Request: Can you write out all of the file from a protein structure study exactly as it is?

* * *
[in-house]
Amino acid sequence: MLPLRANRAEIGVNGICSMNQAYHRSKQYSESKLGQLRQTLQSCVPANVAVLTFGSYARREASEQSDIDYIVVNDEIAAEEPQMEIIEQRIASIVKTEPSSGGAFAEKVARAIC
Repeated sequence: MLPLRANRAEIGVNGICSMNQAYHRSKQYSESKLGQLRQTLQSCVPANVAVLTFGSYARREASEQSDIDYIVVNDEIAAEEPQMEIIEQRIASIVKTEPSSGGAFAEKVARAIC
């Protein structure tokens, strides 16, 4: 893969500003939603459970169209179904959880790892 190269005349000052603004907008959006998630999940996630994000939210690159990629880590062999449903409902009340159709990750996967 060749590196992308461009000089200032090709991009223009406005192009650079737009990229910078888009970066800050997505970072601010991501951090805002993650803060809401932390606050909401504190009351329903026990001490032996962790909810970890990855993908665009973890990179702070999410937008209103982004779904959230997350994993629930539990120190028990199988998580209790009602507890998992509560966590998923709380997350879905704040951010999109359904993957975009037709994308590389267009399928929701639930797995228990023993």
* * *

[in-house]
Amino acid sequence: MLPLRANRAEIGVNGICSMNQAYHRSKQYSESKLGQLRQTLQSCVPANVAVLTFGSYARREASEQSDIDYIVVNDEIAAEEPQMEIIEQRIASIVKTEPSSGGAFAEKVARAIC
Repeated sequence: MLPLRANRAEIGVNGICSMNQAYHRSKQYSESKLGQLRQTLQSCVPANVAVLTFGSYARREASEQSDIDYIVVNDEIAAEEPQMEIIEQRIASIVKTEPSSGGAFAEKVARAIC
């Protein structure tokens, strides 16, 4: 893969500003939603459970169209179904959880790892 190269005349000052603004907008959006998630999940996630994000939210690159990629880590062999449903409902009340159709990750996967 060749590196992308461009000089200032090709991009223009406005192009650079737009990229910078888009970066800050997505970072601010991501951090805002993650803060809401932390606050909401504190009351329903026990001490032996962790909810970890990855993908665009973890990179702070999410937008209103982004779904959230997350994993629930539990120190028990199988998580209790009602507890998992509560966590998923709380997350879905704040951010999109359904993957975009037709994308590389267009399928929701639930797995228990023993």